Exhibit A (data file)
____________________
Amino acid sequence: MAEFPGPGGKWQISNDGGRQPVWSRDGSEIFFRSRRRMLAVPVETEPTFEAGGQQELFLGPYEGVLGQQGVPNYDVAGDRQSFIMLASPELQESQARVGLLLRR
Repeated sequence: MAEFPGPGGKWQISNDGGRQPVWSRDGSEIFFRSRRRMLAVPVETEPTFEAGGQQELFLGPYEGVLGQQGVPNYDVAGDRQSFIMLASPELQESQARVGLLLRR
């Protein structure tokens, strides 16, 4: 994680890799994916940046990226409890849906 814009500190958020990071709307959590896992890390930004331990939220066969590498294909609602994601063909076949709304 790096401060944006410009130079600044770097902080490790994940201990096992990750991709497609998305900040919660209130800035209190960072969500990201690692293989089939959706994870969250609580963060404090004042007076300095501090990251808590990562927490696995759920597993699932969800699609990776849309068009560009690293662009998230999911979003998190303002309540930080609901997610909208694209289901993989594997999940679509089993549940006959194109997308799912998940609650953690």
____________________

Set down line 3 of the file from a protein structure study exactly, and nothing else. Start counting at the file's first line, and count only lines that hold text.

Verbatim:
């Protein structure tokens, strides 16, 4: 994680890799994916940046990226409890849906 814009500190958020990071709307959590896992890390930004331990939220066969590498294909609602994601063909076949709304 790096401060944006410009130079600044770097902080490790994940201990096992990750991709497609998305900040919660209130800035209190960072969500990201690692293989089939959706994870969250609580963060404090004042007076300095501090990251808590990562927490696995759920597993699932969800699609990776849309068009560009690293662009998230999911979003998190303002309540930080609901997610909208694209289901993989594997999940679509089993549940006959194109997308799912998940609650953690």